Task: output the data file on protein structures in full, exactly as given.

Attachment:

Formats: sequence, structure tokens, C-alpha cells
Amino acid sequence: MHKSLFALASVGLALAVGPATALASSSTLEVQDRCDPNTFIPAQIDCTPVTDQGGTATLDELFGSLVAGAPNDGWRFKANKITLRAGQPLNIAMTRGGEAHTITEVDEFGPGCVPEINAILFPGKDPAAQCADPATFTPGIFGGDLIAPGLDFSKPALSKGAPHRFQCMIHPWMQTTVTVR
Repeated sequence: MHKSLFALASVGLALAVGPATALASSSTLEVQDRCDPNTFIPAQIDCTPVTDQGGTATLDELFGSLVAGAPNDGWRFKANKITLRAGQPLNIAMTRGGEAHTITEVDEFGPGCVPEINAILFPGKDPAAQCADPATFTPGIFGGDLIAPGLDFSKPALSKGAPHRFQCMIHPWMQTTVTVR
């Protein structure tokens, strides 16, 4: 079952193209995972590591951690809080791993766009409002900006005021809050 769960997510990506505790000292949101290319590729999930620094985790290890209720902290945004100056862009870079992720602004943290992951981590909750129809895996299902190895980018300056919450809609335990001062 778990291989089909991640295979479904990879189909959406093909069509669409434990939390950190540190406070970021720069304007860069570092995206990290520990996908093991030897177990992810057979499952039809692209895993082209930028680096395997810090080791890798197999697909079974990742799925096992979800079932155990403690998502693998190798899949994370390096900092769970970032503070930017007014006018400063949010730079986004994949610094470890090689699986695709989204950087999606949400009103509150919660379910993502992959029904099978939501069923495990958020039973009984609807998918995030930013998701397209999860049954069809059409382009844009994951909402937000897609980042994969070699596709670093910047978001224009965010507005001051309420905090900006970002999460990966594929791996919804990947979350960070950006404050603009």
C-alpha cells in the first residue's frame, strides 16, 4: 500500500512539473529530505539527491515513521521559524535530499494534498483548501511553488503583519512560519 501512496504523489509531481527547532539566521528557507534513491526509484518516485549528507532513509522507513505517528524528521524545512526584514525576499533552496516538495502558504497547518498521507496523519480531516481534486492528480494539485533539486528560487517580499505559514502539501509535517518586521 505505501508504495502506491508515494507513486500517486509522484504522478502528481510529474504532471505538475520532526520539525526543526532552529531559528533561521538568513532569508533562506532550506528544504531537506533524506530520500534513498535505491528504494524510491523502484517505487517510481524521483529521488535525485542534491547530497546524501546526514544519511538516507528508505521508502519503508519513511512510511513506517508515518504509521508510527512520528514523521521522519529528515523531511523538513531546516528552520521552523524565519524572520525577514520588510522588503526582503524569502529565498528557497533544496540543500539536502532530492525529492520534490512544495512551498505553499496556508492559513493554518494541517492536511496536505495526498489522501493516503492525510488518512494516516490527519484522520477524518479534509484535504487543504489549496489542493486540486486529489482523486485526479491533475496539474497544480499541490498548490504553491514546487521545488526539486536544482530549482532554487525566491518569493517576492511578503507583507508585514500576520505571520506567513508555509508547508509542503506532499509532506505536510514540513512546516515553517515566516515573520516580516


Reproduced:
Formats: sequence, structure tokens, C-alpha cells
Amino acid sequence: MHKSLFALASVGLALAVGPATALASSSTLEVQDRCDPNTFIPAQIDCTPVTDQGGTATLDELFGSLVAGAPNDGWRFKANKITLRAGQPLNIAMTRGGEAHTITEVDEFGPGCVPEINAILFPGKDPAAQCADPATFTPGIFGGDLIAPGLDFSKPALSKGAPHRFQCMIHPWMQTTVTVR
Repeated sequence: MHKSLFALASVGLALAVGPATALASSSTLEVQDRCDPNTFIPAQIDCTPVTDQGGTATLDELFGSLVAGAPNDGWRFKANKITLRAGQPLNIAMTRGGEAHTITEVDEFGPGCVPEINAILFPGKDPAAQCADPATFTPGIFGGDLIAPGLDFSKPALSKGAPHRFQCMIHPWMQTTVTVR
């Protein structure tokens, strides 16, 4: 079952193209995972590591951690809080791993766009409002900006005021809050 769960997510990506505790000292949101290319590729999930620094985790290890209720902290945004100056862009870079992720602004943290992951981590909750129809895996299902190895980018300056919450809609335990001062 778990291989089909991640295979479904990879189909959406093909069509669409434990939390950190540190406070970021720069304007860069570092995206990290520990996908093991030897177990992810057979499952039809692209895993082209930028680096395997810090080791890798197999697909079974990742799925096992979800079932155990403690998502693998190798899949994370390096900092769970970032503070930017007014006018400063949010730079986004994949610094470890090689699986695709989204950087999606949400009103509150919660379910993502992959029904099978939501069923495990958020039973009984609807998918995030930013998701397209999860049954069809059409382009844009994951909402937000897609980042994969070699596709670093910047978001224009965010507005001051309420905090900006970002999460990966594929791996919804990947979350960070950006404050603009």
C-alpha cells in the first residue's frame, strides 16, 4: 500500500512539473529530505539527491515513521521559524535530499494534498483548501511553488503583519512560519 501512496504523489509531481527547532539566521528557507534513491526509484518516485549528507532513509522507513505517528524528521524545512526584514525576499533552496516538495502558504497547518498521507496523519480531516481534486492528480494539485533539486528560487517580499505559514502539501509535517518586521 505505501508504495502506491508515494507513486500517486509522484504522478502528481510529474504532471505538475520532526520539525526543526532552529531559528533561521538568513532569508533562506532550506528544504531537506533524506530520500534513498535505491528504494524510491523502484517505487517510481524521483529521488535525485542534491547530497546524501546526514544519511538516507528508505521508502519503508519513511512510511513506517508515518504509521508510527512520528514523521521522519529528515523531511523538513531546516528552520521552523524565519524572520525577514520588510522588503526582503524569502529565498528557497533544496540543500539536502532530492525529492520534490512544495512551498505553499496556508492559513493554518494541517492536511496536505495526498489522501493516503492525510488518512494516516490527519484522520477524518479534509484535504487543504489549496489542493486540486486529489482523486485526479491533475496539474497544480499541490498548490504553491514546487521545488526539486536544482530549482532554487525566491518569493517576492511578503507583507508585514500576520505571520506567513508555509508547508509542503506532499509532506505536510514540513512546516515553517515566516515573520516580516